Formed in 1983 by high school friends Joe Goldsborough and Daniel Lindenstruth, Reptile House became Baltimore's premiere hardcore punk band during the '80s hardcore punk scene. The group's unique sound mixed the energy and melodic sense of their D.C. punk neighbors and such California punk bands as TSOL and the Dead Kennedys with darker esoteric imagery and psychedelic guitar work. Reptile House opened for a who's who of American hardcore bands at local punk clubs such as the Marble Bar and Jules Club House, as well as headlining such clubs as the Washington D.C. punk Mecca the 9:30 Club.

The group's original lineup featured Goldsborough on guitar, Lindenstruth on vocals, David Rhodes on bass, and a pre-Samhain London May on drums. The group's first record was the four-song 7" EP I Stumble as the Crow Flies, which was released by the band's own Druid Hill label in conjunction with Washington D.C.'s Dischord Records. The group went on several tours of the United States turning people on to their sound as far off as Detroit and Texas. Reptile House then recorded the Listen to the Powersoul LP, which was released on Goldsborough's Merkin label in the fall of 1988. Shortly thereafter Lindenstruth made his departure from the group, changing his surname to Higgs and forming Lungfish with Reptile House guitarist Asa Osbourne. The group, now in need of a new frontman, recruited ex-Grey March keyboardist Ron Weldon for vocal duties, but shortly thereafter the group broke up. Goldsborough went on to form the psychedelic pop outfit the Ultra Violets with Reptile House bassist Joey Cirri and continued to document the Baltimore underground music scene through his label Merkin throughout the late '80s and into the '90s. ~ Rick Kutner, Rovi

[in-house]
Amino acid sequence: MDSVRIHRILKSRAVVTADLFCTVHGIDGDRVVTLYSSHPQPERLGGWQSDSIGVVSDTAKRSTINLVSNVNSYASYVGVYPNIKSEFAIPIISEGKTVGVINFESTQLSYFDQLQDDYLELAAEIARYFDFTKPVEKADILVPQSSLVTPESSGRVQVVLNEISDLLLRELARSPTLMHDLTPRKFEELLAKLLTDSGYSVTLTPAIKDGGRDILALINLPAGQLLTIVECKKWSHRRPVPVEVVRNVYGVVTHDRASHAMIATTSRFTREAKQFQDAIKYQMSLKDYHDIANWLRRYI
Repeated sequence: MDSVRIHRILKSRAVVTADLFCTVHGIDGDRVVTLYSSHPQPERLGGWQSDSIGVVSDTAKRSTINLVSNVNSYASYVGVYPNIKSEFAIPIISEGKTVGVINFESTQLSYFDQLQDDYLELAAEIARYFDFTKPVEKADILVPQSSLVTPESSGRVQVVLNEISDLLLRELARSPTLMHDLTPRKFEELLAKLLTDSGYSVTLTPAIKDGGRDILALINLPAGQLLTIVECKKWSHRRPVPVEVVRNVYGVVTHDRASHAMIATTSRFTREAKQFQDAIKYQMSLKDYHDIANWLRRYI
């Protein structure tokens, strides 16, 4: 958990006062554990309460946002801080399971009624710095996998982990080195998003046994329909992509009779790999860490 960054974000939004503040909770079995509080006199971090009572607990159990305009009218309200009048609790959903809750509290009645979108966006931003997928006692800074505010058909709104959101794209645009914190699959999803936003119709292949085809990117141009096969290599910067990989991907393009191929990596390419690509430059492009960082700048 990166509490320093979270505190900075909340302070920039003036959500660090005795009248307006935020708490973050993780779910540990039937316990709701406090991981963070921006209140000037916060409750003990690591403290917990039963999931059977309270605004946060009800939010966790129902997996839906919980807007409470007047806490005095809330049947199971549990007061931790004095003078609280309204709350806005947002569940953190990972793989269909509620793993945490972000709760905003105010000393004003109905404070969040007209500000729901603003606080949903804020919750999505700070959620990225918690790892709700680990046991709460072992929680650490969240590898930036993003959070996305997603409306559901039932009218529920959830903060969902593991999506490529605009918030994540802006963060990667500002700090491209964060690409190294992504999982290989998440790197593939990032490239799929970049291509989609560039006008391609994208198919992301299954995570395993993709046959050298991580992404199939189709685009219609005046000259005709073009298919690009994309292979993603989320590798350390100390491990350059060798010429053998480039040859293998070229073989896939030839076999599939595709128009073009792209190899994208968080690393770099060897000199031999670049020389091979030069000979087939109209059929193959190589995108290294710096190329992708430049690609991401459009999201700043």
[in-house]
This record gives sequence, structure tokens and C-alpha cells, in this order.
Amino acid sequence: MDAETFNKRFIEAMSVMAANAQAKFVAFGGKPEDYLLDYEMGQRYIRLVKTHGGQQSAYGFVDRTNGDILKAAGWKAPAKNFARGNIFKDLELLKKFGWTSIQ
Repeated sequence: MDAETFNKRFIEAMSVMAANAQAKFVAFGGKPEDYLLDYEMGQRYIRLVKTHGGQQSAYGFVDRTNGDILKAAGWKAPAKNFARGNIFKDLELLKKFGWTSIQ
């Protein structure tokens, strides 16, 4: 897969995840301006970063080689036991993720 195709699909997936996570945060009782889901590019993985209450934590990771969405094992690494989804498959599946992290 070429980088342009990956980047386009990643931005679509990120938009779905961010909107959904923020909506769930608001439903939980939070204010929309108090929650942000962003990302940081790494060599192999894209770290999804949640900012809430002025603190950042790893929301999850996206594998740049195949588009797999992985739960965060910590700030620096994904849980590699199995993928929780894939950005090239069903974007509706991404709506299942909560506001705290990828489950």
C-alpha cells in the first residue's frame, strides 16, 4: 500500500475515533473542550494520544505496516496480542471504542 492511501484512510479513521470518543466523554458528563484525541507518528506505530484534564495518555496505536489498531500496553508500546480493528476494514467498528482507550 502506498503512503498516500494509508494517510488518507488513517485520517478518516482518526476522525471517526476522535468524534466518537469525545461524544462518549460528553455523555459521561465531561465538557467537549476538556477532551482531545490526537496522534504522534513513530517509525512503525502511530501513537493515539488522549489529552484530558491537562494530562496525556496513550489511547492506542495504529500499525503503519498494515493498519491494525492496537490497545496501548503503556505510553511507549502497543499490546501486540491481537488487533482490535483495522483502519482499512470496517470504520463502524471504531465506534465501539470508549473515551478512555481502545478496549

Smart Went Crazy

Washington, DC's Smart Went Crazy made records and played countless shows across the USA. Con Art, the band's last CD/vinyl release, is 73 minutes of eclectic rock stimuli guaranteed to keep you guessing.
Smart Went Crazy sprang out of a studio project begun by Chad, Abe, and Hilary. The trio added Tony Dennison on drums and the new foursome recorded the Cubbyhole EP, later released on their own label CozyDisc in 1994. Jeff joined the band around this time and the new quintet soon began playing live shows in the Washinton, DC area. Devin Ocampo replaced Tony on drums in the Winter of 1997.
SWC's first full length, Now We're Even, was recorded at Inner Ear and released in Feb. of 1996. It is considered the blackest humor Dischord has ever seen pressed into vinyl or lazed into plastic. The irony is clear, sharp and scathing through the lyrics. The well-orchestrated music acts as the lure, more beautiful where the words sting the most.
Con Art was recorded in the Spring of 1997, again at Inner Ear with Don Zientara engineering. While some sounds on Con Art can be traced to earlier releases, the elusive Con Art definitely possesses a different, edgier sound. Devin Ocampo adds a fresh rhythm energy while the guitars and electric cello have both stepped up in the mix. The lyrics on Con Art, while diverse in origin, often map the turmoil of relationship termination.
SMC disbanded at the end of their Spring of '98 tour.